I would like some suggestions for tall (at least 5 feet) clumping grasses that will grow well in zone 5. Thanks
Andropogon gerardii - Big Bluestem
Miscanthus 'Giganteus' - Giant Chinese Silver Grass
Miscanthus sinensis 'Blutenwunder' - Blooming Wonder Maiden Grass
Miscanthus sinensis 'Goliath' - Giant Maiden Grass
Miscanthus sinensis 'Gracillimus' - Maiden Grass
Miscanthus sinensis 'Silberfeder' - Silver Feather Grass
Miscanthus sinensis 'Strictus' - Porcupine Grass
Miscanthus sinensis 'Variegatus' - Variegated Maiden Grass
Miscanthus sinensis 'Zebrinus' - Zebra Grass
Panicum virgatum 'Cloud Nine' - Cloud Nine Switch Grass
Saccharum ravennae - Hardy Pampas Grass
Sorghastrum nutans 'Sioux Blue' - Blue Indian Grass
Sporobolus wrightii - Giant Sacaton Grass
I will agree w/ donn however what is your end goal for "tall" ornamental grasses ??
remember that any ornamental grass should be cut back in the spring then allowed to grow thoughout the growing season.
What this means is that there will be no "tall" grasses for 3-4 months, and that's on the short side. Are you willing to accept this no tall grass period ??
Just making sure you are aware of the characteristics of ornamental grass, tall or short, in general.
Gotta throw Miscanthus "Morning Light" in that category, even though it's SUPPOSED to top out at 4 feet. Mine is definately taller than that.
I am planning to replace some extremely overgrown shrubs at the front of our house. The door is in the center of the house and there is a window on either side. There is about a 10 foot area on both sides of the door that I have to work with. This is on the east side so will get a lot of morning sun.
What I am considering right now are vines on trellises on both sides of the door (have small porch). In front of the windows I am thinking about some sort of tall grasses and possibly butterfly bushes. I thought a clumping grass that grows fairly quickly would work nicely in this area. In front I will probably have some yuccas and flowers of some sort.
I realize the plants will take some time to grow, but I can deal with this. I've never used ornamental grasses before but really like the way they look and there are so many I would like suggestions on which would work best. I want something that is a tad different from what all the neighbors have too.
I'm not sure a tall ornamental grass would work for you in this application. When Jake said they have to be "cut back" every year, he meant to the ground. That's generally done in late winter/early spring. Then it'll take the grass at least 3-4 months to grow back up. The same is usually true of Butterfly Bush. All through the spring and early summer, you won't have your foundation anchors.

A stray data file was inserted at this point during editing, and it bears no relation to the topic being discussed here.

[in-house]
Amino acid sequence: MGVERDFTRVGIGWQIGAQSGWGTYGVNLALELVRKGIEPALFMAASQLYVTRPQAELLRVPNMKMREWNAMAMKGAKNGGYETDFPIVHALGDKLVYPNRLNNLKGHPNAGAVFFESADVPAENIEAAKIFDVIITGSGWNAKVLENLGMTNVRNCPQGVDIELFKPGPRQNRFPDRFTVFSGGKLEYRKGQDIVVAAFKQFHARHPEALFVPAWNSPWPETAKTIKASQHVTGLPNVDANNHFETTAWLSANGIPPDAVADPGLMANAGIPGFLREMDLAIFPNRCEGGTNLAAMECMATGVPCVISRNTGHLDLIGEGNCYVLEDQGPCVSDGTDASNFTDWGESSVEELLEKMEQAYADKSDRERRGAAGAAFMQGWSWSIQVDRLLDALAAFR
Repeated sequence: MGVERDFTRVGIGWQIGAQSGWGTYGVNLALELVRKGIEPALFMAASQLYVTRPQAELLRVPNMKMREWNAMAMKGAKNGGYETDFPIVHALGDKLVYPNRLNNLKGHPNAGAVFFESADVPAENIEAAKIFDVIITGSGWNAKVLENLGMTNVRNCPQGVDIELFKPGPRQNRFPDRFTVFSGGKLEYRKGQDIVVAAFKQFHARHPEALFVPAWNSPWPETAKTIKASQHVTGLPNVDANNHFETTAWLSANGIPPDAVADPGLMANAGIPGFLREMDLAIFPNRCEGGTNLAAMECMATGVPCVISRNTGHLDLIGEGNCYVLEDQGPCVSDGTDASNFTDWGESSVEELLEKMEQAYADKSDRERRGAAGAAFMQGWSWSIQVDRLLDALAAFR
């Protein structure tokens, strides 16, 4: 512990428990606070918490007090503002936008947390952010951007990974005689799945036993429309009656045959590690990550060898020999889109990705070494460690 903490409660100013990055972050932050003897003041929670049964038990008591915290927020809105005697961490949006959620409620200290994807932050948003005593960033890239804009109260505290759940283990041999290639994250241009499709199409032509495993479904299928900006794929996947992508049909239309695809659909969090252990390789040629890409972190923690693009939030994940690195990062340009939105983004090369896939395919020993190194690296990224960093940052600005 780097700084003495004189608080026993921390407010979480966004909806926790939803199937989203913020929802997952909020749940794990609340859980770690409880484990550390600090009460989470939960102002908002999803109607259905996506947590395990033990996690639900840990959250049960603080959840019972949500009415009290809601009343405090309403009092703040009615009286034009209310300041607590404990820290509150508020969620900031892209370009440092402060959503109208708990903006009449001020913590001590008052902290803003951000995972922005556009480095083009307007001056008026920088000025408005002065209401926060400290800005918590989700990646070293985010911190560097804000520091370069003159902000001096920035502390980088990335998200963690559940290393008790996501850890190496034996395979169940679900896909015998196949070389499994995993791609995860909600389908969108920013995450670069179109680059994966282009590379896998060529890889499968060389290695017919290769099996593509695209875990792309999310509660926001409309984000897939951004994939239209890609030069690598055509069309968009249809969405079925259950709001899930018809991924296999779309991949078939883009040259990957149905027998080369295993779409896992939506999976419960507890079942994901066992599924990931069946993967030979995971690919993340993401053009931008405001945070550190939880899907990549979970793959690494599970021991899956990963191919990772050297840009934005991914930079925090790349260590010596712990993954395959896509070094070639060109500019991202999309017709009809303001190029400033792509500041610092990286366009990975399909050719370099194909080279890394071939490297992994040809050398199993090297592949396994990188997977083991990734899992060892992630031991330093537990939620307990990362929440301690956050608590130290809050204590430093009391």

I'm in the same boat. I have to replace most of the shrubs in my foundation beds. I'll be using grasses and Butterfly Bushes, but they'll be interspersed with evergreen anchor shrubs, so there will be year-round height in the beds.
I realize the grasses will need to be cut down late winter/early spring and it will take a while for them and butterfly bushes to regrow, but I still like the look of grasses and butterfly bushes.
I am also considering some sort of evergreens in this area but haven't really started to narrow down the varieties yet. Any suggestions?
Both of you are speaking of plant material that really intrigues my design senses, as for Buddleias being cut back you could plant B. alternifolia. This Buddleia does not need to be cut back annually.
We have (3) of them growing under our deck (deck sits 9-10Â above grade) that are 3 yrs old and 6Â tall. Very attractive and they do attract the butterflies. All toll we have approximately (15) Buddleia, 40 grasses and too many perennials to mention.
As for year round shrubbery I would suggest Buxus (Boxwood) or Ilex (Holly). I like both of these because of their "evergreen" leaves, their shapes and their colors.
Like any landscape design you have to pick a base plant then design around it. Any design that you feel is the correct arrangement of plants may not be viewed as a good design by those passing by but if you like it then the #@##%* with the travelers.
I'd add Pieris to the list of evergreen shrubs to consider. I also like Hinoki False Cypress, especially Chamaecyparis obtusa 'Gracilis.'
Oh for sure plant some Calamagrostis x acutiflora 'Karl Foerster'.
Common Name: Feather reed grass
Description: cool season/semi-evergreen; clump forming
Foliage - green; medium; 150-220 cm (60-90")
Flowers - June-July; 200-250 cm (70-100")
Conditions: full sun; moist to wet fertile soil; tolerates a wide range of soil types, but thrives in clay soil
Perennial Plant of the Year - 2001
They look great grouped in 3's.